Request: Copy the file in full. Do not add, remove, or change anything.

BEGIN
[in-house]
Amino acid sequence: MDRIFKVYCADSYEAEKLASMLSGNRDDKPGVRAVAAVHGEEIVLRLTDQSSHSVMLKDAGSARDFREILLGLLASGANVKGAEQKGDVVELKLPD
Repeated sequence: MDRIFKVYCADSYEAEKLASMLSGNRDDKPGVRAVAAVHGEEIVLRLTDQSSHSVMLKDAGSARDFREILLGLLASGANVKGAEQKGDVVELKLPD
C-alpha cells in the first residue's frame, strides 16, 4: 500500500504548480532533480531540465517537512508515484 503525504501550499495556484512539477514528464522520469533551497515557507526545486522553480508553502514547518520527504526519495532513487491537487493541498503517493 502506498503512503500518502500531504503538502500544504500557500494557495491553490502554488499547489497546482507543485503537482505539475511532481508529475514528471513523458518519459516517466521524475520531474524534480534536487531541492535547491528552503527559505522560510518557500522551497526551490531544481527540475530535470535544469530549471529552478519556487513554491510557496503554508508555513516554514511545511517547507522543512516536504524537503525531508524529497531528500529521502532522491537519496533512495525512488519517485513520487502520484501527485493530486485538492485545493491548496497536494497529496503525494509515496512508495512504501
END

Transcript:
[in-house]
Amino acid sequence: MDRIFKVYCADSYEAEKLASMLSGNRDDKPGVRAVAAVHGEEIVLRLTDQSSHSVMLKDAGSARDFREILLGLLASGANVKGAEQKGDVVELKLPD
Repeated sequence: MDRIFKVYCADSYEAEKLASMLSGNRDDKPGVRAVAAVHGEEIVLRLTDQSSHSVMLKDAGSARDFREILLGLLASGANVKGAEQKGDVVELKLPD
C-alpha cells in the first residue's frame, strides 16, 4: 500500500504548480532533480531540465517537512508515484 503525504501550499495556484512539477514528464522520469533551497515557507526545486522553480508553502514547518520527504526519495532513487491537487493541498503517493 502506498503512503500518502500531504503538502500544504500557500494557495491553490502554488499547489497546482507543485503537482505539475511532481508529475514528471513523458518519459516517466521524475520531474524534480534536487531541492535547491528552503527559505522560510518557500522551497526551490531544481527540475530535470535544469530549471529552478519556487513554491510557496503554508508555513516554514511545511517547507522543512516536504524537503525531508524529497531528500529521502532522491537519496533512495525512488519517485513520487502520484501527485493530486485538492485545493491548496497536494497529496503525494509515496512508495512504501